Spotlight Columns

Mediterranean herbs

By From page B3 | December 04, 2013

By Joan Jenkins
UCCE El Dorado County Master Gardener

Mediterranean herbs originated around the Mediterranean Sea in Greece, Italy, France, Spain and other lands with a warm sunny climate. They like the alkaline, fast draining soils with good mineral content common to the area. They also prefer full sun, meaning a minimum of six hours per day, and easily withstand all day sun.  They’re great in the drought-tolerant garden as they require infrequent watering. Little or no fertilizer is needed since the herbs are not used to rich soil, and will suffer from applications of too much fertilizer.

Mediterranean herbs are small, bear seeds and are flavorful and aromatic. They are sometimes used for medicinal purposes. Most develop woody stems given sufficient growing time and may die back at the end of fall, but will come back in spring in many climates. The most common and best known Mediterranean herbs are lavender, rosemary, oregano or marjoram, sage and thyme.

They have many uses, especially in cooking around the world. Both their leaves and seeds are often used in cooking. Although most herbs are perennials (grow all year) they can be grown as annuals in areas where they do not survive the winter. Prior to the advent of modern medicine, they were frequently grown for their curative qualities and are still widely used today in many cultures, including the United States. Some herbs are grown for their fragrances, though not all have a pleasing scent, and many attract bees, butterflies and other wildlife. Herbs are also used in crafts and valued as cut flowers.

Lavender is a popular herb also grown as a landscape plant. It grows to about 2 feet tall and is used in fragrances, cosmetics and cooking. Protection from the winter air is advisable in the coldest climates. Rosemary reaches 1 to 6 feet tall, depending on the variety. It’s easily propagated through cuttings but its seeds are hard to germinate. Culinary lavender’s most popular use in cooking is with lamb and other meats.

Oregano is a smaller growing herb only about 12 to 24 inches tall. Although marjoram is sold separately in nurseries and grocery stores, it is another variety of oregano. Both are used in cooking or as ornamental plants. Marjoram is smaller at about 8 to 12 inches tall. Either will fill a planting bed rapidly and can be dried and stored for the kitchen.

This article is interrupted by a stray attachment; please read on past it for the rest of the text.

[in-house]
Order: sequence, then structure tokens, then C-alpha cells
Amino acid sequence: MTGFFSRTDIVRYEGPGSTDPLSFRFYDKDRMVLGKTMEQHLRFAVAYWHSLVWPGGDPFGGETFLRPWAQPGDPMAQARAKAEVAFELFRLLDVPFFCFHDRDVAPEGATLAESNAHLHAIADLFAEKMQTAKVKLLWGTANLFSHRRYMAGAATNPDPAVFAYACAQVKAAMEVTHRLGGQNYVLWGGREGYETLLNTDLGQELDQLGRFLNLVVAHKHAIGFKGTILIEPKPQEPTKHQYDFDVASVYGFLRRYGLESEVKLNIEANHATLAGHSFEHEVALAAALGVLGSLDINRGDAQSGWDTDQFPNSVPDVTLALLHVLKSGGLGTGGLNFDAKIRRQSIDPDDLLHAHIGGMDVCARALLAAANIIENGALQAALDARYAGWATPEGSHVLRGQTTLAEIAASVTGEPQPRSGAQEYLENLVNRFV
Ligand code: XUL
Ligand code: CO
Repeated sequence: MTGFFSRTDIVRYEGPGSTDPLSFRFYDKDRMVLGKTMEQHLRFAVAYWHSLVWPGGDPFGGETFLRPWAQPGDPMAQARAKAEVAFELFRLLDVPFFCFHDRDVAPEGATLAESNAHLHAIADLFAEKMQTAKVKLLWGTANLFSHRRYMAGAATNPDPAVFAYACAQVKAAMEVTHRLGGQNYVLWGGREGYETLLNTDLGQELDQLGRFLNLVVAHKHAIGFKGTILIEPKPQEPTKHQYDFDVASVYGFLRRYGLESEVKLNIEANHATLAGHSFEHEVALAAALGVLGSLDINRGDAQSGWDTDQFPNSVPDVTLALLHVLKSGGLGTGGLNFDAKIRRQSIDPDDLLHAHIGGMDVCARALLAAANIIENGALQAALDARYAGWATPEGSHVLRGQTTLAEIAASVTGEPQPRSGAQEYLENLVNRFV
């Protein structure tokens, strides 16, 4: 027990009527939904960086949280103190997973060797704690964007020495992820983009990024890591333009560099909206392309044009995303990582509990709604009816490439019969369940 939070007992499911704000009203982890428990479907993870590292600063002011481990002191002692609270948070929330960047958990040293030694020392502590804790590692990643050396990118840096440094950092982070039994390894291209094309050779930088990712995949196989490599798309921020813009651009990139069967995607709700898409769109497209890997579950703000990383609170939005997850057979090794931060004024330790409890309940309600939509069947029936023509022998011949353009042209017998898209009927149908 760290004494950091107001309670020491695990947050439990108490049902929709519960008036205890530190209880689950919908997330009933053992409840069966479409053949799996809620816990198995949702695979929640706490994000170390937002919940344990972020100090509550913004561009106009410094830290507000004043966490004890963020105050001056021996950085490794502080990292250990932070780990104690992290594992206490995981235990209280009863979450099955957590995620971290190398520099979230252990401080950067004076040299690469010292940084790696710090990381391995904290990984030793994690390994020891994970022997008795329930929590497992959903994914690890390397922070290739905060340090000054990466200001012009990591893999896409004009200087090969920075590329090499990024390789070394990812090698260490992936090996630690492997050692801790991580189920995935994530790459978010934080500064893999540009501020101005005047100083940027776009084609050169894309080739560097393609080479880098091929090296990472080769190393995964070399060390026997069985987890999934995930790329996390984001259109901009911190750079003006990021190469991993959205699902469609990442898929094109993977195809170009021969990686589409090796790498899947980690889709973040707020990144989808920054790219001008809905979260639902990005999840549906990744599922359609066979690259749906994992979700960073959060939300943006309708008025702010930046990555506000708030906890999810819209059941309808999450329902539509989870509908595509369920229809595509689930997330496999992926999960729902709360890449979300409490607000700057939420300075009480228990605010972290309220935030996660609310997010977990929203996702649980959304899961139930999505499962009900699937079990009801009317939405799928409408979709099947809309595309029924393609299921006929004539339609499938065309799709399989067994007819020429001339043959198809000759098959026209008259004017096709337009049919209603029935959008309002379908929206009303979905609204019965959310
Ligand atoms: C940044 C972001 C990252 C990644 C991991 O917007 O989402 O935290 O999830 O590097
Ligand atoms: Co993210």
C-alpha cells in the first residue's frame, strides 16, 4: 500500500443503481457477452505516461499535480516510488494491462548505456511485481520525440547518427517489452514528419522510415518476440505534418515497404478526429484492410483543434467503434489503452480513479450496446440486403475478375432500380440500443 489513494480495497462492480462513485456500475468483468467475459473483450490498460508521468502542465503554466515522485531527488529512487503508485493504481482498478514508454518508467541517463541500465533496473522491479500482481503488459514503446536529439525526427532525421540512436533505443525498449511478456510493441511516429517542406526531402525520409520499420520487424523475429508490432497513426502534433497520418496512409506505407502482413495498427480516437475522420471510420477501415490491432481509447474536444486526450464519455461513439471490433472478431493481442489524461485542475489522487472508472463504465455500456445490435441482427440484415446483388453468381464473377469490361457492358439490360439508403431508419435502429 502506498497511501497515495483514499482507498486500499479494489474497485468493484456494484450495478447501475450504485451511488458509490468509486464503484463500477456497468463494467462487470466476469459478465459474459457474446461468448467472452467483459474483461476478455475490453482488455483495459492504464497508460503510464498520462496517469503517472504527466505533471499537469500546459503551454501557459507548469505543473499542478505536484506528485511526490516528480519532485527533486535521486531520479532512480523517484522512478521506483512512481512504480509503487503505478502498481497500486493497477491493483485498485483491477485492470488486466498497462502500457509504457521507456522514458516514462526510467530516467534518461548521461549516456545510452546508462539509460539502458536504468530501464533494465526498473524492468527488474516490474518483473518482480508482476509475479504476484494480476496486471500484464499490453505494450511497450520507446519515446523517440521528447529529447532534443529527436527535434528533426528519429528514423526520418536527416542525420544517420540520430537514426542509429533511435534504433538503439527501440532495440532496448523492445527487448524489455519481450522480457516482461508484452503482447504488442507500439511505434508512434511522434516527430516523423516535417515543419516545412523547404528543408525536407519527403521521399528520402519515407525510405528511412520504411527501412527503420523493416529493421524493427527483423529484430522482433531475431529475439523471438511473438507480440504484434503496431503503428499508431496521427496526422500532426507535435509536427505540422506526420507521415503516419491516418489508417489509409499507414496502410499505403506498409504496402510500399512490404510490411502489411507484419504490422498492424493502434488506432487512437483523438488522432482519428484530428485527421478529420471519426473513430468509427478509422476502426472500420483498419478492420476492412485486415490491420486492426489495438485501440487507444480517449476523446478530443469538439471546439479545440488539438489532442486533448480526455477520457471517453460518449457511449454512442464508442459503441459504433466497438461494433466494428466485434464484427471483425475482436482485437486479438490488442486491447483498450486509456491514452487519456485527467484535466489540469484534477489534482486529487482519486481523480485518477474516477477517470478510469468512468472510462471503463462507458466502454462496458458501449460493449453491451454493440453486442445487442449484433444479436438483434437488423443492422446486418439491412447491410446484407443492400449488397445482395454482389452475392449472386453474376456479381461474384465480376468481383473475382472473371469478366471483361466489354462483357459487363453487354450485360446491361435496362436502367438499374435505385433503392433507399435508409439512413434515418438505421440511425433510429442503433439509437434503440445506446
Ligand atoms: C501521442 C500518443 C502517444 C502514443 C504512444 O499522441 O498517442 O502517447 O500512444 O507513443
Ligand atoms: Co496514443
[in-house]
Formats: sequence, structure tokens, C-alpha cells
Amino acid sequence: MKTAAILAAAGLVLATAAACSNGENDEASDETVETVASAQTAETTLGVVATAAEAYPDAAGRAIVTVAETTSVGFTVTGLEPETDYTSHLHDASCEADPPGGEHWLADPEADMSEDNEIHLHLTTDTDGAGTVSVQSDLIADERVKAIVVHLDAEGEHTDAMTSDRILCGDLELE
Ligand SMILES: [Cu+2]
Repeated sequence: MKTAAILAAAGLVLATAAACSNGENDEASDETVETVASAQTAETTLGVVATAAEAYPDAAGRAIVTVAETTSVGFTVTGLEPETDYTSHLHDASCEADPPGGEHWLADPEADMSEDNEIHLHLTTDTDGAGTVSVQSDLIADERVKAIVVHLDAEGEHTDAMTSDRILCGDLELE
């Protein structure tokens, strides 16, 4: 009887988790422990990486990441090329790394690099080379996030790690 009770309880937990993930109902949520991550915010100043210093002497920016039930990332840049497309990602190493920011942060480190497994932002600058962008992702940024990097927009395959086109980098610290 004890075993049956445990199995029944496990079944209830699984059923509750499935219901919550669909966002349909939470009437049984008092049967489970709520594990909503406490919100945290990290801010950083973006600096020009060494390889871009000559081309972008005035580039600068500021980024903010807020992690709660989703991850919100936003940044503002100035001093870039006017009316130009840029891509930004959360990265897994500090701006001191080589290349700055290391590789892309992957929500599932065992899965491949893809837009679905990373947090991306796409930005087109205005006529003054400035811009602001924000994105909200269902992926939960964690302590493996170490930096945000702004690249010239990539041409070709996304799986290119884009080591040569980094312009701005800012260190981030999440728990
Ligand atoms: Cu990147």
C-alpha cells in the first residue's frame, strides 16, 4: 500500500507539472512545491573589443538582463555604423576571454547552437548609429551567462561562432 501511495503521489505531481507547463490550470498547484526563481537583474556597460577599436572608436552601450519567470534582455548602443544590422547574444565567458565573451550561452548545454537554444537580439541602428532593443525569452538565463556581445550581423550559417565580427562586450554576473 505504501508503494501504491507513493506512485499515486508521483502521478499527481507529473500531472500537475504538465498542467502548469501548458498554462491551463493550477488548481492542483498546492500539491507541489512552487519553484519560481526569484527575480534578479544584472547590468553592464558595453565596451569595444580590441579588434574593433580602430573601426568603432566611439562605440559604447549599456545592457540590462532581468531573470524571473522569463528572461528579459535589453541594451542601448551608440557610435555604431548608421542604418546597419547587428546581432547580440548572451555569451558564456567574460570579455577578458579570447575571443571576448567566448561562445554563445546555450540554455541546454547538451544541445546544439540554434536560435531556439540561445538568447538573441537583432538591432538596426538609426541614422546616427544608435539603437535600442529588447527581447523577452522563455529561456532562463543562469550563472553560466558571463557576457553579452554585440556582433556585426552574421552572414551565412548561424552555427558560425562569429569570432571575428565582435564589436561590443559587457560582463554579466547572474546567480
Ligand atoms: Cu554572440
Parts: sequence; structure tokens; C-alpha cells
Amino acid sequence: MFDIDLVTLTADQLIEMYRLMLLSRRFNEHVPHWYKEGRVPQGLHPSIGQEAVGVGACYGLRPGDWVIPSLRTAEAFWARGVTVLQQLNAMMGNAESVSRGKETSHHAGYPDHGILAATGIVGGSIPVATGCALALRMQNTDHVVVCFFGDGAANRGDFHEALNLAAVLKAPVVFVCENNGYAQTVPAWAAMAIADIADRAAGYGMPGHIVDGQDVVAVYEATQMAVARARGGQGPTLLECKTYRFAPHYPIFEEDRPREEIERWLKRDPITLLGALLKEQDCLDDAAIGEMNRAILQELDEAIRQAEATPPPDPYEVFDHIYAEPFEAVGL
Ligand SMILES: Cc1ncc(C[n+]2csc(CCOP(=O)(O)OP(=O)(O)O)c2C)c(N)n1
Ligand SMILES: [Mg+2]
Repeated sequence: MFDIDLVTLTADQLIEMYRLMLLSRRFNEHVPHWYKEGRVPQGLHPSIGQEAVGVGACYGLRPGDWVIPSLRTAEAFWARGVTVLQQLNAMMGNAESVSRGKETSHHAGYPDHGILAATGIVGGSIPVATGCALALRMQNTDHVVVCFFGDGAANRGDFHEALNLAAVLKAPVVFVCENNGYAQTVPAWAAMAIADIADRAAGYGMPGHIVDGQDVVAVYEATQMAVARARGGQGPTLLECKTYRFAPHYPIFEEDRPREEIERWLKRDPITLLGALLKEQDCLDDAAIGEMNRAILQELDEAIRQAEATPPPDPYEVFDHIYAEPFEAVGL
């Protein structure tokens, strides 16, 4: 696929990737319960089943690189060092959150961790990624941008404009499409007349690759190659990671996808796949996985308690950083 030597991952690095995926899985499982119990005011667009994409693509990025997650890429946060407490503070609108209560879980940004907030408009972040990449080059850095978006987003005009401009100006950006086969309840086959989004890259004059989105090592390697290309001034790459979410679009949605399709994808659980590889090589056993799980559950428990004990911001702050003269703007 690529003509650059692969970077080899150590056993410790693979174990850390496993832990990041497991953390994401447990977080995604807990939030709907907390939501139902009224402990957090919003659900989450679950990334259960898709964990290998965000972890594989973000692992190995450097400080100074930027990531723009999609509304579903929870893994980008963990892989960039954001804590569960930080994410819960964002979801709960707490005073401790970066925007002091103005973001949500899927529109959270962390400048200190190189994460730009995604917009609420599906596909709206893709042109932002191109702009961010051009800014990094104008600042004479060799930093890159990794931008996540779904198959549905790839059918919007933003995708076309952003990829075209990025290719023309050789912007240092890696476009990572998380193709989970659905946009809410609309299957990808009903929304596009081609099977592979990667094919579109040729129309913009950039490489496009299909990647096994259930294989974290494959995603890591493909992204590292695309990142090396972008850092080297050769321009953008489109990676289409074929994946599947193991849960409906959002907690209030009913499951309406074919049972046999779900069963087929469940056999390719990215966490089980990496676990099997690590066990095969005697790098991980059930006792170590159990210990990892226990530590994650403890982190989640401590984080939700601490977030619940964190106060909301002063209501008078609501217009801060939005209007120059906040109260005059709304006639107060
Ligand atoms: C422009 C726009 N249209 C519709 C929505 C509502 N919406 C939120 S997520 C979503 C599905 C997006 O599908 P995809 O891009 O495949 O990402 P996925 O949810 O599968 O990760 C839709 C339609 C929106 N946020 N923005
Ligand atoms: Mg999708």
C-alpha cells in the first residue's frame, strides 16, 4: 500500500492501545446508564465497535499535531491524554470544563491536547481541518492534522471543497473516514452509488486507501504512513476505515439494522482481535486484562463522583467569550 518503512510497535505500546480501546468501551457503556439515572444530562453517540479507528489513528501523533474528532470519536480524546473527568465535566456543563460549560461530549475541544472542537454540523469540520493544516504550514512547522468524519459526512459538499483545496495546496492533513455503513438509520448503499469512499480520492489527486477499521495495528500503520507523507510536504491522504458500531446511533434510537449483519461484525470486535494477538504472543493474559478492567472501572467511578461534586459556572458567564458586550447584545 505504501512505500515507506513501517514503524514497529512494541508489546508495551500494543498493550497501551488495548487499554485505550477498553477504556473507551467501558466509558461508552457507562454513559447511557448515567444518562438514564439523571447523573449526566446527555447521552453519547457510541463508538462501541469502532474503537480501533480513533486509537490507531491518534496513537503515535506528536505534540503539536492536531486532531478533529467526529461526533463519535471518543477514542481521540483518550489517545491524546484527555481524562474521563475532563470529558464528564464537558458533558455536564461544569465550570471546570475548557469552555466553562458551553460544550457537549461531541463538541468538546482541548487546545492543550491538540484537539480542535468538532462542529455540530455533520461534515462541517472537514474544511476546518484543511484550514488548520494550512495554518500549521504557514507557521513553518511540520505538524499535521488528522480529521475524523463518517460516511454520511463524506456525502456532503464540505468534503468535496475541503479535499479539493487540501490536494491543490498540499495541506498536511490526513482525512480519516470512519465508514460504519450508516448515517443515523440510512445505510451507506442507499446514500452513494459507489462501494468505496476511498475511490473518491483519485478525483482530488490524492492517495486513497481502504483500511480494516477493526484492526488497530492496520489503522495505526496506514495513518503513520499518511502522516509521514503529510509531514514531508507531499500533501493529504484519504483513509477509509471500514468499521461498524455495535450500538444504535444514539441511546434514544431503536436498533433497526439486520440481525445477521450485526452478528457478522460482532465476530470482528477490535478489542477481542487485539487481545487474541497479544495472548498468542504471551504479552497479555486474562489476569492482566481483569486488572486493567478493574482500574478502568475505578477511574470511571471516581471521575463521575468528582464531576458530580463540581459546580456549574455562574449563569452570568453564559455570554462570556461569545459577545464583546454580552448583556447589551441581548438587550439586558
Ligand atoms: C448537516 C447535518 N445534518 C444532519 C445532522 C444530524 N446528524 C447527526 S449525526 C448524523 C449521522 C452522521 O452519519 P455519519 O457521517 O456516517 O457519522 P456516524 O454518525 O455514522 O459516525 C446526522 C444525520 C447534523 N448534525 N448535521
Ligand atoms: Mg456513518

There are many types of edible sage including purple, golden and pineapple. Yes, pineapple sage really does smell like pineapple. Rub the leaves and sniff — makes you think of the tropics! It has bright red flowers that somehow seem not to match the pineapple scent. Other sages have a more earthy scent and are not as tall or shrub-like as the pineapple variety. Typically about 18 to 24 inches, they can survive some cold winters and continue to flourish in the spring.

Thyme also has several common varieties, including lemon, creeping and wooly. All are compact and short at only 12 inches tall maximum. Lemon thyme is used in cooking while wooly thyme is often used between stepping stones since it will remain quite low to the ground and smells wonderful when stepped on. Thyme should be pruned several times a year in hot summer areas, with the last pruning about 45 to 60 days before the first frost, to prevent new growth from dying back.

Try planting a few herbs and see how much you enjoy them in your garden and in the kitchen!

Master Gardeners conduct free classes on most Saturdays in Placerville. Master Gardeners are also available to answer home gardening questions Tuesday through Friday, 9 a.m. to noon, by calling (530) 621-5512. Walk-ins are welcome at our office, located at 311 Fair Lane in Placerville. For more information about our public education classes and activities, go to our Master Gardener website at  Sign up to receive our online notices and e-newsletter at You can also find us on Facebook.

Special to Village Life


  • Recent Posts

  • Recent Comments

  • Follow Us On Facebook

  • Special Publications »

    Use of this site constitutes acceptance of our Terms of Service (updated 4/30/2015) and Privacy Policy (updated 4/7/2015).
    Copyright (c) 2017 McNaughton Newspapers, Inc., a family-owned local media company that proudly publishes the Daily Republic, Mountain Democrat, Davis Enterprise, Village Life, Winters Express, Georgetown Gazette, EDC Adventures, and other community-driven publications.